Our house was perfect for us. Large and spacious, it was in a leafy suburb with good local schools.

But through the years, we started to evolve. First with keeping Shabbat each week, then joining an Orthodox synagogue. When it came time to choose our children’s schools, we opted for Jewish day schools. Soon, most of our kids’ friends weren’t in our leafy neighborhood, but a hefty drive away.

Driving home from playdates, I used to look out for “For Sale” signs from my car. Dropping off my kids at their friends’ homes, I’d glance around and wonder if I’d be happy living there, too. It wasn’t a simple calculation. The more religious areas we found ourselves visiting were often more urban: they lacked the leafy greenery – and lower prices – of our further-flung suburb.

In time, though, I began to wonder if our house – and all our possessions in it – weren’t holding us back. Once I even dreamed that our house burned down and I was happy, glad to be free to start over somewhere else.

I decided to go through our many closets and cupboards, donating what we no longer needed. Soon my husband and kids joined in, and together we filled up dozens of bags. We were amazed at the sheer amount of stuff we’d managed to accumulate. (We were hardly unique: a BBC report at the time noted that the average British woman today has fully twice as many clothes as women in 1980.)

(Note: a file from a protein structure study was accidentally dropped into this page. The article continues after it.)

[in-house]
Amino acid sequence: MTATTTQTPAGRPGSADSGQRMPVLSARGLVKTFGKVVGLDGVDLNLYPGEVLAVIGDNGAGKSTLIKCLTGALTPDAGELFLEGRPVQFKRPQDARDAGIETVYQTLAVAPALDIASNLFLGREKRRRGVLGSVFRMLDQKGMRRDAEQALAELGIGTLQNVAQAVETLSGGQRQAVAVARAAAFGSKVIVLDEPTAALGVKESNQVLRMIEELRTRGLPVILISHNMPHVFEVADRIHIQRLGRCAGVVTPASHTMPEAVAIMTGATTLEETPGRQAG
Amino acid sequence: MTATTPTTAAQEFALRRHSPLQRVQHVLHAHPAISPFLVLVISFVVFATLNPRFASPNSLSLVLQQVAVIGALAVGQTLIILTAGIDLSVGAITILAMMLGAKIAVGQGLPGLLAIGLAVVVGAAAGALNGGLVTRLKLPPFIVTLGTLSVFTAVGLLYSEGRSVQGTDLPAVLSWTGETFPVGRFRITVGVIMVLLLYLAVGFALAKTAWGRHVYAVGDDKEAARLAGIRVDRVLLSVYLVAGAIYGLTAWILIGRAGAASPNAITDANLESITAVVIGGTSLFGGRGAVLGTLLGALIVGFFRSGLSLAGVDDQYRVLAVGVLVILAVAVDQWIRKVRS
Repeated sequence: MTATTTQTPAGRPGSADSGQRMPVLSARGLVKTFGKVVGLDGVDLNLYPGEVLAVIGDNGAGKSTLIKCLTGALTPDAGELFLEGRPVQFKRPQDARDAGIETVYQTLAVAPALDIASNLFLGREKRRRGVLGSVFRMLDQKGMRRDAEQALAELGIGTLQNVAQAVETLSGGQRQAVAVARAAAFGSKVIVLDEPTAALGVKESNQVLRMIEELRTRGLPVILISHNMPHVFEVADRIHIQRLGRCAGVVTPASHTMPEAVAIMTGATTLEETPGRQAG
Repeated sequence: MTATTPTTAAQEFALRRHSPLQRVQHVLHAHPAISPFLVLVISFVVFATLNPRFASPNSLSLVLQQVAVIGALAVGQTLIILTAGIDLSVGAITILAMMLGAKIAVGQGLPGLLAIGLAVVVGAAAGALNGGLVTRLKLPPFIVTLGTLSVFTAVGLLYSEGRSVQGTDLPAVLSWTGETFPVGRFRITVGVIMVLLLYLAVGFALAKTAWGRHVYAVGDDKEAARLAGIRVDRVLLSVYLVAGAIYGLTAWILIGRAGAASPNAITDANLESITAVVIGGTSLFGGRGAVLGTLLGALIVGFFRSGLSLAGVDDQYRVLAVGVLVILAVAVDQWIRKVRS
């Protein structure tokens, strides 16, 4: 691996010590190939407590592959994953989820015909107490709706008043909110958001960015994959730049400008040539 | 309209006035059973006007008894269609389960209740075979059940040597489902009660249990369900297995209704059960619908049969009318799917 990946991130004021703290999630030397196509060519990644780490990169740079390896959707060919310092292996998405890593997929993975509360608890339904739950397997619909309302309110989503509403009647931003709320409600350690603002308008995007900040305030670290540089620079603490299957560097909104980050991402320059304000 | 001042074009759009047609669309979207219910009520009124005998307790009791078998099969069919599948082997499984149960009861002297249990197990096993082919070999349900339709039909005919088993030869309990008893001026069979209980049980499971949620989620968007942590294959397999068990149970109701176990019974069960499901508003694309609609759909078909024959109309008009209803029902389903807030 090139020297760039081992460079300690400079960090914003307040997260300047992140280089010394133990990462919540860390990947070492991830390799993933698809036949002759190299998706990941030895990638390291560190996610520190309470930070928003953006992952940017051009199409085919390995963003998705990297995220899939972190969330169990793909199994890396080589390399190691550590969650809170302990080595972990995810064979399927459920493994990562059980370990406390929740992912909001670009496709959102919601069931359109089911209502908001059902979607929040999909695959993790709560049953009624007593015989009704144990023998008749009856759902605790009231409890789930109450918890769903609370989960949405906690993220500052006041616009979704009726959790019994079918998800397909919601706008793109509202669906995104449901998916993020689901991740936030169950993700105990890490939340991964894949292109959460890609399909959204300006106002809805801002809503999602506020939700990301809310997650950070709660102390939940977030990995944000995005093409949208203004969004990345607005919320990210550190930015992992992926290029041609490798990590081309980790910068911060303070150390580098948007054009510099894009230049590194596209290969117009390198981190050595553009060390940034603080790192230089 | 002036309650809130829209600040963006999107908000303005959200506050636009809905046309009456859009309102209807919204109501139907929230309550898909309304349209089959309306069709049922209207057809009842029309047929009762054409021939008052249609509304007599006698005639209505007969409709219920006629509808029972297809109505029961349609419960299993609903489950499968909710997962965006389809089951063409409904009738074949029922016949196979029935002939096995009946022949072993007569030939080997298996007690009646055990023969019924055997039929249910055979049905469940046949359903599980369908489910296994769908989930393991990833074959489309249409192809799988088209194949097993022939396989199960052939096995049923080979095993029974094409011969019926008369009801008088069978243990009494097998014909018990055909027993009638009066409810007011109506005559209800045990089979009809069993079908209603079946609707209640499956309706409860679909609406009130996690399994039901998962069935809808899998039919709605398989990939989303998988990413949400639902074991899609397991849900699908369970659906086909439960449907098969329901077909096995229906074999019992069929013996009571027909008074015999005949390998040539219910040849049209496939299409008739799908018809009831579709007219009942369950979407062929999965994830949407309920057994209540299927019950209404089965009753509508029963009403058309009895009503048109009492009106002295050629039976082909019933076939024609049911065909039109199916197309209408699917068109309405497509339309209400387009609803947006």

When we called a charity to pick up our bags and boxes, a neighbor passing by asked if we were moving. I answered no, but wondered if perhaps we might.

Soon, we embarked on an even more radical experiment in lighter living: moving to Israel for the summer, living in a tiny rented apartment. We had lots of amazing experiences there, but one unexpected revelation was how easy we found it to live with less. With only a few toys and books apiece, my kids seemed to value their few possessions more than they had when surrounded by plenty back at home. And with fewer distractions, we found that we spent more time together – playing games, taking walks, even just talking.

The thought of leaving our big lovely house no longer seemed so frightening.

Our turning point came on a cold winter Saturday night. A teacher at my kids’ school had a baby and invited the entire community to her home to celebrate. Their house wasn’t nearly as large or decorated as our sprawling suburban home. It was crammed full of scores of people. But as we walked in, we were enveloped in a warm atmosphere of happiness and comradery. Nobody cared that the house was small or not professionally decorated.

We had a marvelous time. As we walked to our car, my husband turned to me, “Call a realtor, let’s do it.”

The day we sold our house, my husband handed me a card. On the front, he’d written a note: “We’re home free!” We’d said goodbye to our house, to its spaciousness, its large yard, its leafy environs. We could finally start focusing on mattered more to us – our family, our friends, choosing a community where we felt at home instead.